SLM acquires two important contemporary Indigenous artworks
Known as the father of contemporary urban Aboriginal art, Gordon Syron is a Biripi/Worimi man from the Mid North Coast of NSW. His works are politically motivated and come from a place of self-determination, cultural pride and legacy. Gordon has been painting since the early 1970s, and during that time he has created more than 150 paintings depicting the invasion and colonisation of Australia.
Invasion III completes the powerful story begun in the works Invasion I, 1999 and Invasion II, 1999 which channel Syron’s anger at the concept of ‘Terra Nullius’ [land belonging to no one] proven false by his depictions of Aboriginal people and Mimi spirits watching from the shore as the invaders arrive.
“I want to challenge the ‘terra nullius’, not through violence,…but I am challenging this statement with my paintbrush,” said Gordon Syron.
Visual and performing artist, Blak Douglas was born in Blacktown, Western Sydney to a Dhungatti Aboriginal father and an Irish-Australian mother. Trained in illustration and photography, Douglas describes himself as being “self-practiced in painting with a style influenced by the study of graphic design and devoutly politicised per social justice”. His works hang in private collections and galleries including the Australian Institute of Aboriginal & Torres Strait Islander Studies, National Gallery of Australia, National Museum of Australia, NSW Parliament House, QAGOMA and many more.
Blak Douglas was one of several early career and established artists invited to create new work for the A Thousand Words exhibition at the Museum of Sydney. The exhibition features a selection of the most compelling photographic images from the rich collections of Sydney Living Museums and the NSW State Archives created between the 1880s and the 1980s. Douglas responded to one of the most powerful images in the exhibition.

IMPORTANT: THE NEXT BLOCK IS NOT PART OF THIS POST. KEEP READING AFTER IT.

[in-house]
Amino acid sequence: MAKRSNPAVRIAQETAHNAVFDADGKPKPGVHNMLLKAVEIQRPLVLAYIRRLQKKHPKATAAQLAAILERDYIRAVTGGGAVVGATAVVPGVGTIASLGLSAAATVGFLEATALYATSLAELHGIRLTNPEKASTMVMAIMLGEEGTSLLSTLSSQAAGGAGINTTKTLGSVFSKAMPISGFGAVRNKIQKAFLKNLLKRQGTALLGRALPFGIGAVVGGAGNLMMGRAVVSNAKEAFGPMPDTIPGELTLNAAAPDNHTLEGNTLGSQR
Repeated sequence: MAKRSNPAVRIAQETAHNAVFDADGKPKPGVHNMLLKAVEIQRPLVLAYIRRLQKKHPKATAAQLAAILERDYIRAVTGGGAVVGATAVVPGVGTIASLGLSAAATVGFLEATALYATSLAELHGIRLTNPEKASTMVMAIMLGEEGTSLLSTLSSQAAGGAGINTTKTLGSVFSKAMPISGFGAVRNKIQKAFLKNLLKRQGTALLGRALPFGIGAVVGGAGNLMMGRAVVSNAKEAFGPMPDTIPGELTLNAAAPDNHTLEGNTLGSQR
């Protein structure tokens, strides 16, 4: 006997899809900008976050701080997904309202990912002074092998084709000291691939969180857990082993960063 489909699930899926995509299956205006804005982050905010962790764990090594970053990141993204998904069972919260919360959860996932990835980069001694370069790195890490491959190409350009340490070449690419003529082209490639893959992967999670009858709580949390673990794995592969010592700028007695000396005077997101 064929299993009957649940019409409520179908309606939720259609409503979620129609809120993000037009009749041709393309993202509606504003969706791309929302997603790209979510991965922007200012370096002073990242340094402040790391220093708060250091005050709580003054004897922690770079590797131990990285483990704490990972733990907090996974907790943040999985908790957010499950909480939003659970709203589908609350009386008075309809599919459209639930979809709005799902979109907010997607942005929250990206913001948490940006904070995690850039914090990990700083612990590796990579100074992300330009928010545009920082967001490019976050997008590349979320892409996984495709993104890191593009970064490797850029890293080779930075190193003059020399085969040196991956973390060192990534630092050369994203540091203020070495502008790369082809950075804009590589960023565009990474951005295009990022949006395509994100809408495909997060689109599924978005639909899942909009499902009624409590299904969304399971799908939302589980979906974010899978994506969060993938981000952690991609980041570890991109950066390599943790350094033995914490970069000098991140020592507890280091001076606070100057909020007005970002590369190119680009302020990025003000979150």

“The power of the image I chose is that it is a snapshot of the stolen generation,” said Blak Douglas. “My work revisits the white Australian policy and what was effectively our version of the holocaust.”
Truism Australia can be viewed within the A Thousand Words exhibition along with the other commissioned contemporary works.
The Invasion I, II, III works will be on display in the Yura Nura: People & Country gallery that is dedicated to presenting contemporary Aboriginal reflections on the history of Sydney and colonisation. The relationship between the British and Aboriginal peoples largely began around Warrane (Sydney Cove) on the site where the first Government House was built and the Museum of Sydney now stands.
“Considering the Museum of Sydney’s history, we feel very strongly about putting Aboriginal voices and perspectives at the forefront of the visitor experience,” said Adam Lindsay, Executive Director, Sydney Living Museums and the NSW State Archives. “This is a form of social justice and redress at such an important site for both Colonial and First Nations history.”
The Woolshed: a rude timber buildingTuesday 23 June 2020
The Woolshed at Rouse Hill Estate, constructed c. 1858, is an example of the type of ‘rude’ timber farm buildings that can be found throughout rural Australia. These building are usually uncomplicated structures, built using materials readily available and often have a naïve, simple character.
Make Music Day: a premiere from Rouse Hill EstateFriday 19 June 2020
On a warm summer morning, long before any of us had heard of COVID-19, Lyn Williams, artistic director of the Sydney Children’s Choir, and associate artistic director Sam Allchurch sifted through some of the early 19th-century music scores at Sydney Living Museums, and now you can watch the result.